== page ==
Presidential Radio Address - 31 October 1998
Good morning. I'm speaking to you today from the Glen Forest Elementary School in Falls Church, Virginia, where I'm joined by students, parents, and teachers to talk about a problem they understand all too well: the urgent need in America for school construction. In fact, I'm speaking to you from one of nine trailer classrooms that sit outside the schoolhouse on what used to be a playground, because there's simply not enough room inside for all the students. And the 10th trailer goes up in a matter of days.
Falls Church is not the only place with this problem. Rundown schools and rising enrollments have made these trailers an increasingly common sight all over our country. Too many children are going to school every day in trailers like this one. In other schools, class is held in gymnasiums and cafeterias. I've even heard some stories of classes being held in closets. Crumbling walls and ceilings have forced still other schools to bus their students to neighboring facilities.
With a record number of school buildings in disrepair, especially in our larger cities, and school enrollments all over America at record highs and rising by the millions, the need to renew our Nation's public schools has never been more pressing. I've said many times that in this increasingly global world where what you earn depends upon what you learn, improving education must be our Nation's top priority for all our children.
For nearly 6 years now, I've done everything I could to meet that challenge. I'm especially proud of the victories for America's children our administration fought for and won in the balanced budget Congress passed just last week. We fought for and won new investments, from child literacy to college mentoring, from after-school programs to summer school programs, to opening the doors of college even wider byhelping more people with financial aid. All these things will help all our children reach their highest potential no matter where they start out in life and where they go to school.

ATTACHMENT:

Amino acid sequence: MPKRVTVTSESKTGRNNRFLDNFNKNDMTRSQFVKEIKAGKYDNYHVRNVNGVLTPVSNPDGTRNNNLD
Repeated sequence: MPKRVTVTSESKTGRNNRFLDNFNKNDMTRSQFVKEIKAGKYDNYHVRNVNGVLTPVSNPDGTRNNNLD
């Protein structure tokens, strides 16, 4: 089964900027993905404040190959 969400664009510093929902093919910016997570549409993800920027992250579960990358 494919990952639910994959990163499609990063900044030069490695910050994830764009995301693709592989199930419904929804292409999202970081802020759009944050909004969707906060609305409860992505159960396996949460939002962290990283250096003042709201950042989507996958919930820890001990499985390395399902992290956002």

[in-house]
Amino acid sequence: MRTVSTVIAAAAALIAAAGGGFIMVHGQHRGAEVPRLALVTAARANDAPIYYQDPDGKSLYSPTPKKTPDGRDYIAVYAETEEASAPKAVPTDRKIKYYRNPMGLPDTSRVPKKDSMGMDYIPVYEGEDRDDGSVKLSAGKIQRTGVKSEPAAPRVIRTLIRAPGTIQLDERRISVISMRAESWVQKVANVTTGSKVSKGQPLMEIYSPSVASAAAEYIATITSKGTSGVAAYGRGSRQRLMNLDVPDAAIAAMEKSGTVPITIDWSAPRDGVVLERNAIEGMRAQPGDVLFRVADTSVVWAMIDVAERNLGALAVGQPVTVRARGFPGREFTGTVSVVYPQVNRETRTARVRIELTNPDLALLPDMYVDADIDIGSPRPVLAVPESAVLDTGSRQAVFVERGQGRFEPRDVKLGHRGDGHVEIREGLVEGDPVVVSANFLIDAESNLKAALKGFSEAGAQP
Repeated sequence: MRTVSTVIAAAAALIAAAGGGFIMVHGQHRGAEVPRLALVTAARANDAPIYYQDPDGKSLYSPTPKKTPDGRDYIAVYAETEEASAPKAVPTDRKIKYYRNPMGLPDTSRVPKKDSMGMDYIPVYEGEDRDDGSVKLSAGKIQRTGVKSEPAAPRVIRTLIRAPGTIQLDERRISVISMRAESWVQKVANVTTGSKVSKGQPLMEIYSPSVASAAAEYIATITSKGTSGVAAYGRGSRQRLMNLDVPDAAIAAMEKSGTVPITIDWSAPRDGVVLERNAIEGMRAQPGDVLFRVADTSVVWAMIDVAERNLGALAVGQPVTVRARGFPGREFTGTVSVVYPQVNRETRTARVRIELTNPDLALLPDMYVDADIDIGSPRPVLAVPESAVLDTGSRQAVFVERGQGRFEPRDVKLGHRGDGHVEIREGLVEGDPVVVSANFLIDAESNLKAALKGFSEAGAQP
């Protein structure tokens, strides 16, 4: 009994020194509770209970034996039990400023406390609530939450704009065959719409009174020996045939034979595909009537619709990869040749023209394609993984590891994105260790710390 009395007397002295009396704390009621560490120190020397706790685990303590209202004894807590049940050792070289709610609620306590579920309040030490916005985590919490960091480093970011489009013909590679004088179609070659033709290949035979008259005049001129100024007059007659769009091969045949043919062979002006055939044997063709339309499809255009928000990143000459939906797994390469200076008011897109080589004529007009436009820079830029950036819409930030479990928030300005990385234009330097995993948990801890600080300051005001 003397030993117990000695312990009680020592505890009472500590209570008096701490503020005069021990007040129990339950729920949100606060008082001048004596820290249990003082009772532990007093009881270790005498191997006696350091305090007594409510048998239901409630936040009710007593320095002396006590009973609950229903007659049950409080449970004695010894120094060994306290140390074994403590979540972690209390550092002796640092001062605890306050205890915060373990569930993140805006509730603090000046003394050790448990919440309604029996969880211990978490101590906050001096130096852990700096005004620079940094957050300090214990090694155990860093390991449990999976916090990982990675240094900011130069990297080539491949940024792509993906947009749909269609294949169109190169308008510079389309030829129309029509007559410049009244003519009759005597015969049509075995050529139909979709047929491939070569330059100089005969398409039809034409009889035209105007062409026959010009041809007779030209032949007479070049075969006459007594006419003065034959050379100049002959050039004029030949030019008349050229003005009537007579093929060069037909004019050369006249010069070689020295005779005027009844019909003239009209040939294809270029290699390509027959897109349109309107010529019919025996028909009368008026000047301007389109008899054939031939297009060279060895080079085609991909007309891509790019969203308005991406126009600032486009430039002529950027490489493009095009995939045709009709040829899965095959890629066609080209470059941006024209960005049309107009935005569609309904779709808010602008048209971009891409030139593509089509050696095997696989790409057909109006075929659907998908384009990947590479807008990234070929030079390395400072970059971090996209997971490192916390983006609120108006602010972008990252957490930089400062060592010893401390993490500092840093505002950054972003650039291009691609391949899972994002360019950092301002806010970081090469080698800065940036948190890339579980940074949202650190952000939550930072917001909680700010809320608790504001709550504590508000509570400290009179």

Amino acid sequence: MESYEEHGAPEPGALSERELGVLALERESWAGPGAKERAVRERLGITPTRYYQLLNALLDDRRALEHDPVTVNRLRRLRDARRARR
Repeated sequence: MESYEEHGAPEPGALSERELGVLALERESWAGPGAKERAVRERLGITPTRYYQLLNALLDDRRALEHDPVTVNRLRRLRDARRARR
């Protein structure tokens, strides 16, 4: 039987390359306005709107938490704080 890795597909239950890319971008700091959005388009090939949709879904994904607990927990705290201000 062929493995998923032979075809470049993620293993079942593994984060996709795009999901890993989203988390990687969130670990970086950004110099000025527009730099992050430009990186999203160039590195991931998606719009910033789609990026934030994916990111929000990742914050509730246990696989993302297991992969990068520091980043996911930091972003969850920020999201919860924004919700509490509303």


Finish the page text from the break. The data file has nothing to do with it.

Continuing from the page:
Perhaps even more important, we fought for and won an unprecedented commitment to put 100,000 new well-trained teachers in our Nation's classrooms, to reduce class size, decrease discipline problems, and increase student learning. But you don't have to be a math whiz to know that more teachers and smaller classes means we also need more classrooms. Unfortunately, the Republican leadership in Congress failed the simple test to pass my school construction initiative to help communities build, repair, and modernize 5,000 schools around our country.
I'm disappointed that Congress also blocked our efforts to raise academic standards and strengthen accountability in our schools. At a time when our children's education matters more than ever to our children's future and to our Nation's strength in the 21st century, there are still even some Republicans in Congress who would shut down the Department of Education.
Now, in just a few days Americans will go to the polls to elect the next Congress. And there's a lot at stake. Our children don't need another 2 years of partisanship; they need 2 years of progress, of putting people over politics. And we need a Congress that doesn't retreat from our commitment to hire 100,000 teachers; a Congress that makes a commitment to modern schools so those teachers can teach in classrooms, not in trailers; a Congress that puts aside partisanship and puts our children's future first.
The American people have the power to elect that kind of Congress. Our children are counting on us to do it. So this Tuesday, let me urge all of you, without regard to your party, please, go out and vote for a Congress that will strengthen education and strengthen our Nation for the 21st century.
Thanks for listening.